Kit at cancelled Scotgrass show

Managing your soil


Heavy arable kit specialist Philip Watkins is turning his hand to lighter implements and the grassland sector with his latest subsoiler. It’s designed to promote drainage and aeration of grass swards without creating a mess at the surface.

The implement’s slim tines are arranged in a vee-formation with hydraulic auto-reset to guard against impact damage while allowing work to quickly resume once the obstruction has passed.

A leading disc prevents tine ripping and the 45cm diameter steel packer has shark’s fin teeth to help settle any surface heave without ripping at the grass.


A pasture aerator is the first product from Alstrong, a new manufacturer in Ireland. It has blades arranged around a large drum to penetrate the surface and open it with a slight leverage action.

The Alstrong machine has wide flotation tyres to lift the drum out of work and weighs 2.7t dry or up to 4.7t when filled with water ballast for penetration into hard soils.


Opico planned to show its Sward Slitter pasture aerator with slurry applicator for the first time. The 6m folding machine with its 144 steel blades is designed for grass rejuvenation and the slit injector is a new option.

It uses a Vogelsang Exacut macerator with stone trap to chop any fibrous material before distributing the slurry via flexible pipes to 36 rubber shoe outlets positioned behind the tine rotor. It would most likely be used on the back of a tractor fed by an umbilical hose.

Forage chopping

DEERE 7080 forager

An example of John Deere’s latest self-propelled forage harvester was due to make its debut at Scotgrass.

The 80 Series line-up has an extra model with 440hp and the next model up has gained 10hp to peak at 490hp. But all others continue with the same ratings from 380hp to 625hp in ‘standard body’ machines and 625hp or 812hp for the two ‘wide body’ versions with bigger chopping cylinders.

Engine speed management helps optimise performance while saving fuel – by as much as 18% using the Headland and Harvest fuel saver modes.

A five-speed length of cut gearbox is standard on the two least powerful foragers but can be replaced with an infinitely variable set-up installed on the others. Chop length that adjusts automatically with changes in dry matter content is part of an optional package of precision farming technology.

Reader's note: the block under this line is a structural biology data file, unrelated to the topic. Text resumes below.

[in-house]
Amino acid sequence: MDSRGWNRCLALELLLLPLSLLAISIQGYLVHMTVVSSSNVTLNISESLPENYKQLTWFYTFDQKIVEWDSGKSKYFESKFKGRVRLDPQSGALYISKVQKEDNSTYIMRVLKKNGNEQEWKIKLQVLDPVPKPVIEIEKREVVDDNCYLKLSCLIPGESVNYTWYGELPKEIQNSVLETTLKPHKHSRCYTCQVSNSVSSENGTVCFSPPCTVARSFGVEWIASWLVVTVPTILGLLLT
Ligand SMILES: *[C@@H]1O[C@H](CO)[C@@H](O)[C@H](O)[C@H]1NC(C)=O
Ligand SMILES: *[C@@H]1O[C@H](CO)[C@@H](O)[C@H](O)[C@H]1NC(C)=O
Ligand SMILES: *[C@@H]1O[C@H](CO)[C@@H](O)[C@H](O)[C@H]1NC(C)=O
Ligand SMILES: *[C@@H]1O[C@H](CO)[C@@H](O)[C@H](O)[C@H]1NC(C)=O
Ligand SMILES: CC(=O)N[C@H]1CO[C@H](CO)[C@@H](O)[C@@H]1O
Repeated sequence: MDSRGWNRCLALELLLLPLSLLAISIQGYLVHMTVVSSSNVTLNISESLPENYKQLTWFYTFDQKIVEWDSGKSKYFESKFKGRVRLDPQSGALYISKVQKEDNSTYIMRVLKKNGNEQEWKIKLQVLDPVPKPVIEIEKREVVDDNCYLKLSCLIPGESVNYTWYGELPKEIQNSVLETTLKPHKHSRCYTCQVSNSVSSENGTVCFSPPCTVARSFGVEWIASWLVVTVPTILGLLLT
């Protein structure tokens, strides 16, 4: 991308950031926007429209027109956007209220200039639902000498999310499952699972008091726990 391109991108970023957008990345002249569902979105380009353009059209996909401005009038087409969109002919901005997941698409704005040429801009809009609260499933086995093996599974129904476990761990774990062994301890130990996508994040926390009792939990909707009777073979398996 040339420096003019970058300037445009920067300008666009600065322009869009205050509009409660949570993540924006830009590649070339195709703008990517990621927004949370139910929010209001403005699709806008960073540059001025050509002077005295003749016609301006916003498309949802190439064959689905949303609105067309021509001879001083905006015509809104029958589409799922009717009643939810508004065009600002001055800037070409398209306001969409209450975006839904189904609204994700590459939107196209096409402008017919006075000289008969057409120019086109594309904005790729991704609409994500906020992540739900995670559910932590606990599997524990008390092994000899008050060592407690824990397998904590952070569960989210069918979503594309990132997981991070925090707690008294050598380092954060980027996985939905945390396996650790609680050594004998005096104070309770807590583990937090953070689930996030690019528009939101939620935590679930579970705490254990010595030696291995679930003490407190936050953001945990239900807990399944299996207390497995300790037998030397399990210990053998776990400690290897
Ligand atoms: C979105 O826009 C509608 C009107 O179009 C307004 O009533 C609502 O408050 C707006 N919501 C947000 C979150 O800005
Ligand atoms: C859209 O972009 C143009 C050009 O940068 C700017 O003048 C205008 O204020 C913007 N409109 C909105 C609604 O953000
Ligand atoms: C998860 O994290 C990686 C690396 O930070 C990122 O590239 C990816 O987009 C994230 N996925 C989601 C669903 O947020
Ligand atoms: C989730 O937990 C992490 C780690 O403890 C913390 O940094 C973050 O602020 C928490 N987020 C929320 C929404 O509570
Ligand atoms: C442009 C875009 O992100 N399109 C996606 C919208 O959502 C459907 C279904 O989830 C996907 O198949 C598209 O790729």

An all-new chopper body with more powerful blowing performance, a new grass pick-up and automatic spout control are among features of the latest New Holland FR self-propelled forager, which was due to make its working debut at Scotgrass.

At the bottom end of the range, the FR450 and FR500 get 6% and 4% increases in power to 450hp and 520hp for added performance, while also benefiting – like all models – from the fuel-saving attributes of the latest engines with SCR emissions after-treatment. The FR 850 flagship has 824hp, as before.

The new chopper body is said to deliver greater chop uniformity and throughput, while a revamped blower propels 40% more air volume up the discharge chute, and more smoothly with less turbulence.

Improved sealing around the feed rollers is designed to reduce daily cleaning and the high-capacity 300FP pick-up is available in 3m and 3.8m widths with five rather than four tine bars for a clean sweep at fast working speeds.


A new grass pick-up is among refinements for the Pöttinger MEX 6 tractor-powered forage harvester. The 1.9m attachment brings the grass in with double-coil spring tines, increased diameter bearing supports and a new roller crop press fitted to the wind guard.

Lifting eyes make it easier to remove and refit the pick-up for servicing or to install a row-less maize cutter, and a detachable right-hand support wheel makes life easier on the road.

In the field, hydraulic drawbar power switches between road to field configuration and an extended chute that hydraulically unfolds from its drawbar transport latch reaches 4.26m to side load large silage trailers.